Both Duffy and Knibb are typically strong swimmers, with the advantage probably going to the Bermudan. The spectacular bike course in Bermuda, though, is perfectly suited to Duffy, who is renowned as one of the sport’s top cyclists. So, too, is Knibb, but Duffy excels on technical courses (she’s a six-time Xterra world champion) and knows the steep, winding hill that’s now named after her (formerly Corkscrew Hill) like the back of her hand. The 40 km bike course in Bermuda includes eight 5 km laps, which means Duffy will have eight chances to get away on either the climb or descent of Flora Duffy Hill on Sunday. While Knibb is a powerhouse on the bike, and her bike handling skills are good, Duffy will likely have a huge advantage in Bermuda. Add to that 64,000 screaming fellow Bermudans and you have a race set up that’s likely to favour Duffy.
After watching Knibb dominate the bike both in Dallas and St. George, though, one would imagine she’ll be ready to do everything she can to stay with Duffy (if not get away herself) on Sunday.
The Run … and who else will be there
For a time in her career Duffy would rely on a breakaway on the bike to open up enough time on the rest of the field to hold on for a win. (At WTS Edmonton Duffy and Knibb, still a junior at the time, rode clear of the field together, with the Bermudan taking the win and the American hanging on for second, her first WTS medal.) Over the last few years, though, Duffy has proven to be one of the sport’s top runners, especially in events where she’s been able to push the pace on the bike, forcing everyone to start the run on tired legs. If Duffy has fully recovered from the tough run in St. George, one has to give the nod for a faster run to her, which means that Knibb will want to open up a gap on the bike, or at least make the ride insanely tough, in order to give herself her best shot at the title.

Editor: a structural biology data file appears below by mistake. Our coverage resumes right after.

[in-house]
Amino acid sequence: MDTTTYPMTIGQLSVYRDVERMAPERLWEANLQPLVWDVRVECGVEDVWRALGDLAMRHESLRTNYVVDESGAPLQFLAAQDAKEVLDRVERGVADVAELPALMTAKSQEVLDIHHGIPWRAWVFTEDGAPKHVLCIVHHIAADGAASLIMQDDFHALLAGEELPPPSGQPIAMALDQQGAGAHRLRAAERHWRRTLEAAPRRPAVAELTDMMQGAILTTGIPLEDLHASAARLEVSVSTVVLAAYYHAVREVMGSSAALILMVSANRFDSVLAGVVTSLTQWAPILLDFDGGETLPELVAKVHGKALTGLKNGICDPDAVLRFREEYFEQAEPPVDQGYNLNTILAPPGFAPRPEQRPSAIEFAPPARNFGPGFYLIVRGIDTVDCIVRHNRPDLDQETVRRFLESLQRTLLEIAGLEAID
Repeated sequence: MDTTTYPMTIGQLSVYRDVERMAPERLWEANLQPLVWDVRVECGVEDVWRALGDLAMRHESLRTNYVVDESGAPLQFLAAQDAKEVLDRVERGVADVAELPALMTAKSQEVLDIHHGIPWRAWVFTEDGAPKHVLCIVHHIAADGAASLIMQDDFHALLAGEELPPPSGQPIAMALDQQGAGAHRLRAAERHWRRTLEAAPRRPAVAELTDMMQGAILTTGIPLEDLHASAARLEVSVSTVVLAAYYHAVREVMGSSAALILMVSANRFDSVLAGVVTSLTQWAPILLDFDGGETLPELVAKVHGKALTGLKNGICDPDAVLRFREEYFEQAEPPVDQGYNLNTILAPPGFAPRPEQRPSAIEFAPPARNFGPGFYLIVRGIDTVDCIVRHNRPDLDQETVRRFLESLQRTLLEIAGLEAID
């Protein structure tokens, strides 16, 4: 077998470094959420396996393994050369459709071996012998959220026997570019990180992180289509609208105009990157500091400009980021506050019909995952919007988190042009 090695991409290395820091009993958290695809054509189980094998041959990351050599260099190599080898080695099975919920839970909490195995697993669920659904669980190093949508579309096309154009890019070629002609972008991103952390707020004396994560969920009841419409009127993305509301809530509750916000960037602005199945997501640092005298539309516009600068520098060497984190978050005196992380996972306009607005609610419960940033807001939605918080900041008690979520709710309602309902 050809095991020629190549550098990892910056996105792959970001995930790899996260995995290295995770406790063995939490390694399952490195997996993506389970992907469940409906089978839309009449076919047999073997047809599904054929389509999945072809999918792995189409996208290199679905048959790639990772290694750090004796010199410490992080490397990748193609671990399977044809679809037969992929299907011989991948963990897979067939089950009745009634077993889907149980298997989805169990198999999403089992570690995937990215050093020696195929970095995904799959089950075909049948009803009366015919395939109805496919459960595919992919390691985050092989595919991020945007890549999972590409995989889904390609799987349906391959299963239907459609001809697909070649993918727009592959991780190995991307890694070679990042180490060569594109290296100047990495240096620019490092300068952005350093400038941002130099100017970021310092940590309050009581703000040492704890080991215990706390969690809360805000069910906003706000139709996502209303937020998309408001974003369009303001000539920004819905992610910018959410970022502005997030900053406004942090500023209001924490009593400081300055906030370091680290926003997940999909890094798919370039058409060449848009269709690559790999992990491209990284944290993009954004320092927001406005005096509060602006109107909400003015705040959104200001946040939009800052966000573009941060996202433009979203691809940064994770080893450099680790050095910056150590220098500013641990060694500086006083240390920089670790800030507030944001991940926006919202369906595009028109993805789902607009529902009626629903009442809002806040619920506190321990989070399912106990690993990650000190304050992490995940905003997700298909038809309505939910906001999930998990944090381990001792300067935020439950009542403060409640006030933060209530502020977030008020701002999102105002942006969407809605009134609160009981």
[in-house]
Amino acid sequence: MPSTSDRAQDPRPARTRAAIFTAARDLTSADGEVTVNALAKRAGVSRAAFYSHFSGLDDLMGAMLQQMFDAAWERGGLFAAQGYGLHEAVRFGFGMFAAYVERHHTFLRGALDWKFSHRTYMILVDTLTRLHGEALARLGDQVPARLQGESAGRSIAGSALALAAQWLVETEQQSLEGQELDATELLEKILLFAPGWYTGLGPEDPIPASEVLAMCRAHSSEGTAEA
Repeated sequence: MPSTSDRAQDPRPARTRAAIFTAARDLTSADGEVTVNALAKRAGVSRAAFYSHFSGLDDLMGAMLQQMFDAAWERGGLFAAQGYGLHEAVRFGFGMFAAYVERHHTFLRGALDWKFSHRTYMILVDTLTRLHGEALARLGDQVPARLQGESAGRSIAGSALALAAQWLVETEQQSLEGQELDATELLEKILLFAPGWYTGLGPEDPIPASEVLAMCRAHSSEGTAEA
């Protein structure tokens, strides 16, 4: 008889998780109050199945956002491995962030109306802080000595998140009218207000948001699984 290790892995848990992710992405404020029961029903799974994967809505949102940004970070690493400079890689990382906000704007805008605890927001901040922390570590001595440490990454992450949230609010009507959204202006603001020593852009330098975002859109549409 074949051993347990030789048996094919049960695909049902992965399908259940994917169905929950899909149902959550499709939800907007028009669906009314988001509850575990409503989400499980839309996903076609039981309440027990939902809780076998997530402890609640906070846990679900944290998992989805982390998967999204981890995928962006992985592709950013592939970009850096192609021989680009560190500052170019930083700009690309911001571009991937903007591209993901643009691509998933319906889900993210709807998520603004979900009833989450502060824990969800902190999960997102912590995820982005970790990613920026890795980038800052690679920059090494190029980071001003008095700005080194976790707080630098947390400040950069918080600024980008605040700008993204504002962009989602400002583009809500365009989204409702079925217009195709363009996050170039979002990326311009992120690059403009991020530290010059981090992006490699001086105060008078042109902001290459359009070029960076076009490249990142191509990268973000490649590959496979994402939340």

If both Knibb and Duffy are still getting over the tough day in St. George – it is possibly one of the toughest 70.3 courses in the world, not to mention the fact that it took place in very cool conditions – there are more than a few women who will be ready to take the day. Great Britain’s Beth Potter is a former national team runner and currently sits in fourth in the world standings right now, a tribute to her consistent season. American Taylor Spivey sits in fifth right now and is coming off a stellar Super League Championship series where she finished second to Georgia Taylor-Brown. Germany’s Laura Lindemann sits in sixth in the WTCS standings and is hungry for the top step of a WTCS podium. Others to keep an eye on include Great Britain’s Sophie Coldwell and American Kirsten Kasper.
You can see the full start list here.
How to watch
The race in Bermuda promises to be an exciting one, especially with a home-town favourite likely to be at the front of the race. You can watch Sunday’s race on TriathlonLive – the men’s race goes at 11 AM local time (10 AM EST), with the women’s race scheduled for 2 PM local time (1 PM EST).